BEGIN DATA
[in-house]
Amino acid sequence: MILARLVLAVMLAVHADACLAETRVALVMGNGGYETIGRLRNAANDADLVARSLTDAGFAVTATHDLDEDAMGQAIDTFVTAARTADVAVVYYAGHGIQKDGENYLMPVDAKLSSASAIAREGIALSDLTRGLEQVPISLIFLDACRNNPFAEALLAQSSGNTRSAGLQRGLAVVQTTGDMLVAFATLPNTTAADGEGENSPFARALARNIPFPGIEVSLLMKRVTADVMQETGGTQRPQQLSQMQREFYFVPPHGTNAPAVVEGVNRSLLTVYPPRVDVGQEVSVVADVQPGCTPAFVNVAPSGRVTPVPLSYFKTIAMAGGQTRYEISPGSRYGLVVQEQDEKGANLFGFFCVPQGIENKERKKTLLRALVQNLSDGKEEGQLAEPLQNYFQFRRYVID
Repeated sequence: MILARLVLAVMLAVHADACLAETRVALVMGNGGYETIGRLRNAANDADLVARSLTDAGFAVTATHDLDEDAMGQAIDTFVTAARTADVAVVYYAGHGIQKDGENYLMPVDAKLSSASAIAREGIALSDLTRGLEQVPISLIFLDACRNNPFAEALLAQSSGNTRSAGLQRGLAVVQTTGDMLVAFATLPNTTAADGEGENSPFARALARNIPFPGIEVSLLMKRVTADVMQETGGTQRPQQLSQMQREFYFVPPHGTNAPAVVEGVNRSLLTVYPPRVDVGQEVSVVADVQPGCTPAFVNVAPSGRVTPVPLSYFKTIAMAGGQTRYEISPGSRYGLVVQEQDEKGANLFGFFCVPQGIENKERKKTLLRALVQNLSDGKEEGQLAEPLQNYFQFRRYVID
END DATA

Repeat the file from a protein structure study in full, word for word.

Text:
[in-house]
Amino acid sequence: MILARLVLAVMLAVHADACLAETRVALVMGNGGYETIGRLRNAANDADLVARSLTDAGFAVTATHDLDEDAMGQAIDTFVTAARTADVAVVYYAGHGIQKDGENYLMPVDAKLSSASAIAREGIALSDLTRGLEQVPISLIFLDACRNNPFAEALLAQSSGNTRSAGLQRGLAVVQTTGDMLVAFATLPNTTAADGEGENSPFARALARNIPFPGIEVSLLMKRVTADVMQETGGTQRPQQLSQMQREFYFVPPHGTNAPAVVEGVNRSLLTVYPPRVDVGQEVSVVADVQPGCTPAFVNVAPSGRVTPVPLSYFKTIAMAGGQTRYEISPGSRYGLVVQEQDEKGANLFGFFCVPQGIENKERKKTLLRALVQNLSDGKEEGQLAEPLQNYFQFRRYVID
Repeated sequence: MILARLVLAVMLAVHADACLAETRVALVMGNGGYETIGRLRNAANDADLVARSLTDAGFAVTATHDLDEDAMGQAIDTFVTAARTADVAVVYYAGHGIQKDGENYLMPVDAKLSSASAIAREGIALSDLTRGLEQVPISLIFLDACRNNPFAEALLAQSSGNTRSAGLQRGLAVVQTTGDMLVAFATLPNTTAADGEGENSPFARALARNIPFPGIEVSLLMKRVTADVMQETGGTQRPQQLSQMQREFYFVPPHGTNAPAVVEGVNRSLLTVYPPRVDVGQEVSVVADVQPGCTPAFVNVAPSGRVTPVPLSYFKTIAMAGGQTRYEISPGSRYGLVVQEQDEKGANLFGFFCVPQGIENKERKKTLLRALVQNLSDGKEEGQLAEPLQNYFQFRRYVID